Soft drinks, fizzy drinks, soda, or pop whatever you call it, we all have tasted it at some point in our life. In one way or other soft drinks have been around since the dawn of time having a long and weird history.
Origin of the name- Soft Drinks
Soft Drinks are called ‘Soft Drinks’ mainly because they don’t contain alcohol. The term is used to distinguish flavored drinks from hard liquor.
These drinks were originally used as a substitute to change the hard-drinking habit of early Americans.
Origin of Carbonated Water
The history of soft drinks can be traced back to the time when bathing in natural spring water was considered a healthy activity.
The minerals present in natural springs were said to have curative powers. It was soon discovered that the bubbles in natural mineral water were because of limestone depositing carbon dioxide in water that is rising to the surface.
The carbon dioxide gets dissolved due to the pressure. When the pressure is removed, carbon dioxide gets released as bubbles. This in turn causes the water to be bubbly and sparkly.
The idea that carbonated water contained medicinal properties was first suggested by Hippocrates in 400 BC. Unfortunately, the ancient Greeks didn’t know how to artificially produce carbonated water.
Timeline of Soft Drinks
In 1676, the first marketed non-carbonated soft drinks appeared. These were made only from water sweetened with lemon juice and honey.
In 1767, Joseph Priestley discovered how to carbonate water artificially. After 5 years of work, he perfected the process and submitted it to the Royal Society of London for which he was awarded the ‘Copley Medal’.
Mineral water was still considered a health drink at this time so the Royal Society prescribed Priestley’s carbonated water as a cure for Scurvy.
In 1771, Swedish chemist Torbern Bergman managed to create a similar process of carbonizing water using chalk and sulfuric acid.
After a few years, John Nooth improved Priestley’s design and invented a device that created carbonated water quickly and effectively.
Soon pharmacies started adding different herbs and chemicals to add flavors to these drinks. They used birch, ginger, dandelion, fruits extracts, and oftentimes chocolate powder to add flavor to carbonated water.
In 1783, Johann Jacob Schweppe developed a new device that was more effective and much better suited for mass production of carbonated mineral water than Nooth’s device.
In 1810, Simon and Rundle of Charleston, South Carolina were granted a patent for the mass production of ‘imitated mineral water’ or carbonated water.
In 1819, the first-ever Soda Fountain machine was patented by a physician and inventor named Samuel Fahnestock. The purpose of the soda fountain was to replicate the natural mineral water that bubbled up from Earth.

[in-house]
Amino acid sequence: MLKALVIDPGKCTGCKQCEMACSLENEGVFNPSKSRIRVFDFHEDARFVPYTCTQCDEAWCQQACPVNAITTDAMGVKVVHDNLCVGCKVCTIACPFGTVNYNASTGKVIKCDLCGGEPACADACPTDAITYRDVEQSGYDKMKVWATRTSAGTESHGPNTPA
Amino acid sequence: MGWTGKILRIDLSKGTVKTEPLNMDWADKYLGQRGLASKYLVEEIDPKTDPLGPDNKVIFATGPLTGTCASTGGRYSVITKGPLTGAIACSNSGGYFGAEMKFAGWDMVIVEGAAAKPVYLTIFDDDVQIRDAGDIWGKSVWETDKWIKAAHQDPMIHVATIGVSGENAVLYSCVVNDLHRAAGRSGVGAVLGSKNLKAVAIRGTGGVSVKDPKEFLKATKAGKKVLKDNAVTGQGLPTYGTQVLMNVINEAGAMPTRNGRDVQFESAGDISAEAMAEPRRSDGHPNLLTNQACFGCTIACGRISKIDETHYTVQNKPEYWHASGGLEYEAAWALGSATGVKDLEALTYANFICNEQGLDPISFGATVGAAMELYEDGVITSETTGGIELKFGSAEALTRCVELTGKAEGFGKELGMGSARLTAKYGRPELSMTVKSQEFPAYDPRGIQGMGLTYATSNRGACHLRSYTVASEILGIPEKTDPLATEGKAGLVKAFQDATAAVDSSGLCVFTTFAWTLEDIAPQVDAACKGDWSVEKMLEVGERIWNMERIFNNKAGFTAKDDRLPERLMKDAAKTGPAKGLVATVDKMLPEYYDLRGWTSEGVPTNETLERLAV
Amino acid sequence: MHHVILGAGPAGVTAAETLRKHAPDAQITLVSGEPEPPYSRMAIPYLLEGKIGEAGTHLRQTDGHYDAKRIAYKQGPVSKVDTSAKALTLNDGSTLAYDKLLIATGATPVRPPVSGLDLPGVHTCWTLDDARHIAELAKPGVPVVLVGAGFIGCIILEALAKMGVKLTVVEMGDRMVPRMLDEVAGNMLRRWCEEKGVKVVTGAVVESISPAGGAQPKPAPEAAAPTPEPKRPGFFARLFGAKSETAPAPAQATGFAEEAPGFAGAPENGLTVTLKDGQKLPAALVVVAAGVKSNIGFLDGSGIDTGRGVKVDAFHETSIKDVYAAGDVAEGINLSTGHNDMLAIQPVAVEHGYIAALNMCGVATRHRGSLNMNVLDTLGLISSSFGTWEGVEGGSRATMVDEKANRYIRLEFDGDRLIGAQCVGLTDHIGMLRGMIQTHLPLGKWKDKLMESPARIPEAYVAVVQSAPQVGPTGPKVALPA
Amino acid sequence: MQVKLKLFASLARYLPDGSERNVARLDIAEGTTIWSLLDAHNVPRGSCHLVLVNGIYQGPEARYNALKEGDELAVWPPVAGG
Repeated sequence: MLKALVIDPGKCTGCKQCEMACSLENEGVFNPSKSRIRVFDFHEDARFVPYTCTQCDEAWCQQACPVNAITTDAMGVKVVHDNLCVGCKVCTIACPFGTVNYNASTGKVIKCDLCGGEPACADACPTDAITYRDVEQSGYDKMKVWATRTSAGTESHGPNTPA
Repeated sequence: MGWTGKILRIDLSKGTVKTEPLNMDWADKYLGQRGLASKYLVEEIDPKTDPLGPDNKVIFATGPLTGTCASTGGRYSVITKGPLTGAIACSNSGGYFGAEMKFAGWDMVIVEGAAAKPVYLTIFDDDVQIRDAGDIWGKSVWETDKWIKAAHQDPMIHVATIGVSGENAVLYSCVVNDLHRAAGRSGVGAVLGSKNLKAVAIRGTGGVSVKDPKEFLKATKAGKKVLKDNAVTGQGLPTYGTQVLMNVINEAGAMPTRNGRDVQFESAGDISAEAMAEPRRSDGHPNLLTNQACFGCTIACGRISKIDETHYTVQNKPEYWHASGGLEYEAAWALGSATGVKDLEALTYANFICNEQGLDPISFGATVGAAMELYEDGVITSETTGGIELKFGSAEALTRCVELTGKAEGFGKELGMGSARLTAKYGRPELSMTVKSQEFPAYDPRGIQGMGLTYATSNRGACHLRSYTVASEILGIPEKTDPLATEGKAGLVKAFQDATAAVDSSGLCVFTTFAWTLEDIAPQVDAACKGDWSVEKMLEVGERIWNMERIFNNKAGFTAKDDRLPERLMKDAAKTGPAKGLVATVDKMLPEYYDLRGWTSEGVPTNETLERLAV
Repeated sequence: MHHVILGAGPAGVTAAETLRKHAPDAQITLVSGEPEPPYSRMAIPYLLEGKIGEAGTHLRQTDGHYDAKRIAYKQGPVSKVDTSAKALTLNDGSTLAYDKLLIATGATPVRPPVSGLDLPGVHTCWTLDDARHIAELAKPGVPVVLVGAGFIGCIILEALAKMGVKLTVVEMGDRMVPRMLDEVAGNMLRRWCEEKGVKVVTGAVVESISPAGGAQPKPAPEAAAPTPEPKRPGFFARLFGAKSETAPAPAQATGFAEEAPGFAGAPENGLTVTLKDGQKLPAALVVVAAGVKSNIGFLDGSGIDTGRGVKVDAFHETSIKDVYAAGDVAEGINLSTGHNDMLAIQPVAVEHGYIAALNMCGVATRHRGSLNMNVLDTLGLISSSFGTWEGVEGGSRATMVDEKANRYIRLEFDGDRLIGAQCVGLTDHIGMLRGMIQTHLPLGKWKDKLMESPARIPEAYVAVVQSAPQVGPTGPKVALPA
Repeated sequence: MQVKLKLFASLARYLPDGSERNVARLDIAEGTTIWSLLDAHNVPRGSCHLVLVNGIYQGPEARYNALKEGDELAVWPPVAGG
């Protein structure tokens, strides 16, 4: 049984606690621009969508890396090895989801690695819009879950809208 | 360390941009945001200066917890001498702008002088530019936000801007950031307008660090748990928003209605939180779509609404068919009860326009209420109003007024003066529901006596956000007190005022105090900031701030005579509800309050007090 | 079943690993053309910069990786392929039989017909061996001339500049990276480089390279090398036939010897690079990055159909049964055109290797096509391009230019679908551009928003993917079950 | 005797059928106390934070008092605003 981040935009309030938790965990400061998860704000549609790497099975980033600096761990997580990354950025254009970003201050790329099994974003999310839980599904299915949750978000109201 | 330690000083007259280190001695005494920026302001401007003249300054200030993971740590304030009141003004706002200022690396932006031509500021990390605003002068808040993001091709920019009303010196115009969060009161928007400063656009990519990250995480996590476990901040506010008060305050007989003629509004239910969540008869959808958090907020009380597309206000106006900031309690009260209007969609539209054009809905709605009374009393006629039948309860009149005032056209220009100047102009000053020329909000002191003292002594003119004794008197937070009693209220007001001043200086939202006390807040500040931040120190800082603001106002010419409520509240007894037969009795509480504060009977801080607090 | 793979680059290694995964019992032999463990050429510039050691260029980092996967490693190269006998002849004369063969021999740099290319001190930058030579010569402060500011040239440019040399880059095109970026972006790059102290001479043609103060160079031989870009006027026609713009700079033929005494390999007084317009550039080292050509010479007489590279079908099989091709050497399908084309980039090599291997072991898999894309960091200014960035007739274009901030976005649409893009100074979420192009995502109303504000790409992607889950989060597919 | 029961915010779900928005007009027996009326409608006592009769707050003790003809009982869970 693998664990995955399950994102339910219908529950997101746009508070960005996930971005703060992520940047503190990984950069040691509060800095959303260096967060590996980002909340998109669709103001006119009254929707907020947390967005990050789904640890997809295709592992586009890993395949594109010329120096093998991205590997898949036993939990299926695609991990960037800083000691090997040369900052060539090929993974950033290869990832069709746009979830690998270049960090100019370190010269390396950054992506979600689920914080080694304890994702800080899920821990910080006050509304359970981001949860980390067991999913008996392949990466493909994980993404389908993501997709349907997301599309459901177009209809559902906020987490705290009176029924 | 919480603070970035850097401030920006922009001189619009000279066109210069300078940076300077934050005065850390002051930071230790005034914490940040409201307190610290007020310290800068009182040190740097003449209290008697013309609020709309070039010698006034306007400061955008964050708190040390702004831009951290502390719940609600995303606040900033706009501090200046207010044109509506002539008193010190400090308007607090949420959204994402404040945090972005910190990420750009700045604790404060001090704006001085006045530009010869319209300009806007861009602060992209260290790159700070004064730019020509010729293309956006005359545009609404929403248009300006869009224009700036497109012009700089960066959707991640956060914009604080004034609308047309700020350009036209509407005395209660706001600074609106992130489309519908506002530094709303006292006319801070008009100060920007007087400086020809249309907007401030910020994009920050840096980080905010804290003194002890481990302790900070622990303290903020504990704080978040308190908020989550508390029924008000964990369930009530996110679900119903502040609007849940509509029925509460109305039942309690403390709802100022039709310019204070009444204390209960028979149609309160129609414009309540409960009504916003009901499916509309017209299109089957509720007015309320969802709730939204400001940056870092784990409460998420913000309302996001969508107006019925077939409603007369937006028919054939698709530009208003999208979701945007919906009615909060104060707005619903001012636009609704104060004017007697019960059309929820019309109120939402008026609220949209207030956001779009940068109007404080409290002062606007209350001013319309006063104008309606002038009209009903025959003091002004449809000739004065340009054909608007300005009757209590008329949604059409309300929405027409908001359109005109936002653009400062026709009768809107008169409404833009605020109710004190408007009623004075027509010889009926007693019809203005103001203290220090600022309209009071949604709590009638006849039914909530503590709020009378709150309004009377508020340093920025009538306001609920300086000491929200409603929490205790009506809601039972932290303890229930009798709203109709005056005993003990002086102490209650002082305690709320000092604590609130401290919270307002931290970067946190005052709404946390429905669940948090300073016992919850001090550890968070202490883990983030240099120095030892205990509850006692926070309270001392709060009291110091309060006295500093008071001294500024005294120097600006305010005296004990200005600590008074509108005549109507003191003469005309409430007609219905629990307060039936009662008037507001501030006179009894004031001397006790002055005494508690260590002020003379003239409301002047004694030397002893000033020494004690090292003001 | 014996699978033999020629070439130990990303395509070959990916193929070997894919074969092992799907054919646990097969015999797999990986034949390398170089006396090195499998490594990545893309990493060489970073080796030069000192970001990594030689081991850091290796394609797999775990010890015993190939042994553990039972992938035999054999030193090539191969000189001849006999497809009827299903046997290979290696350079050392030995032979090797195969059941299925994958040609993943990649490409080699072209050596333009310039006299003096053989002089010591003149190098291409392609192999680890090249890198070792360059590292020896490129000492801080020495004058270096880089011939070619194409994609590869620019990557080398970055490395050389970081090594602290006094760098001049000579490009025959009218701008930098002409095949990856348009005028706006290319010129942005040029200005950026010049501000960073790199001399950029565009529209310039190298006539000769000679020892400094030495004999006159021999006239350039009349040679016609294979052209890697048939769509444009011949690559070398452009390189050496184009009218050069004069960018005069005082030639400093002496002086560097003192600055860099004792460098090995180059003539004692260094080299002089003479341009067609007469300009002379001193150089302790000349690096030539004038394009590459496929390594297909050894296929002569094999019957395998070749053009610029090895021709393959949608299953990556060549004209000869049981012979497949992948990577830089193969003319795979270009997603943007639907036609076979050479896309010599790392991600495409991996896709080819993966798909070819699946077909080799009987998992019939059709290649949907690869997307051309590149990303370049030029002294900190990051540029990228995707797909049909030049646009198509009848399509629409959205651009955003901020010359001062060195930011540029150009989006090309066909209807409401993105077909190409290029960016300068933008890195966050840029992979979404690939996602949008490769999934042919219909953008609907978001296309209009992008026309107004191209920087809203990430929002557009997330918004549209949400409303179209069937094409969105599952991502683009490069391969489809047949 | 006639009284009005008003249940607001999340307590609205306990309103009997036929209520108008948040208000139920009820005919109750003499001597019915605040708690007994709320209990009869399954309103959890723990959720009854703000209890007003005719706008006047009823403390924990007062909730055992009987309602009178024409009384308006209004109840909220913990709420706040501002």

Carbonated water wasn’t much popular within the US until around 1832 when John Mathew invented a machine for creating it.
The equipment was quickly developed for the commercial manufacturing of soft drinks or carbonated water in the US.
In 1833, carbonated water was combined with lemon cordial to create lemonade. It was in 1835 that the bottled soda water started to be sold in the US.
Bottling Soft Drinks
In the 1840s, soft drinks became so popular that they were considered a regular part of people’s diet. At this time, soft drinks were always packed in glass bottles but they were super expensive. The bottles had to be returnable so they could be washed and reused.
As soft drinks continued growing in popularity, one huge problem faced by manufacturers was to seal the bottles. At that time, they didn’t have any good method to seal the glass bottles.
Inventors tried many methods to trap the carbonation inside the bottle without letting the gas leak and not pressurizing the bottles too much that they exploded but none worked.
It took years and dozens of designs before the Crown Cork Bottle Seal was invented by William Painter in 1892. This was the first cap to successfully trap the bubbles inside the bottles.
After World War II, there was rapid technological progress in the soft drinks industry. New bottles were invented that were lighter in weight and embossed. These bottles were both returnable and non-returnable.
Though the first-ever vending machine was invented by Hero Alexandria in the first century Greece but the first automatic soda bottle vending machine was implemented in the year 1920.
In 1957, aluminum cans were first introduced. In 1965, they were used to distribute soft drinks in vending machines.
In the year 1973, Nathaniel C. Wyeth invented the first polyethylene terephthalate (PET) bottles that were capable of withstanding the pressure of carbonated liquids.
These bottles were a cheap alternative to glass bottles making soft drinks even more portable and practical.
Today, the soft drink industry is one of the most popular and competitive on earth. Over 34 billion gallons of soft drinks are sold annually in over 200 countries.
In the UK, the industry has annual sales of more than 18 billion pounds and in the US the annual sales reached over 13 billion US dollars in January 2020.
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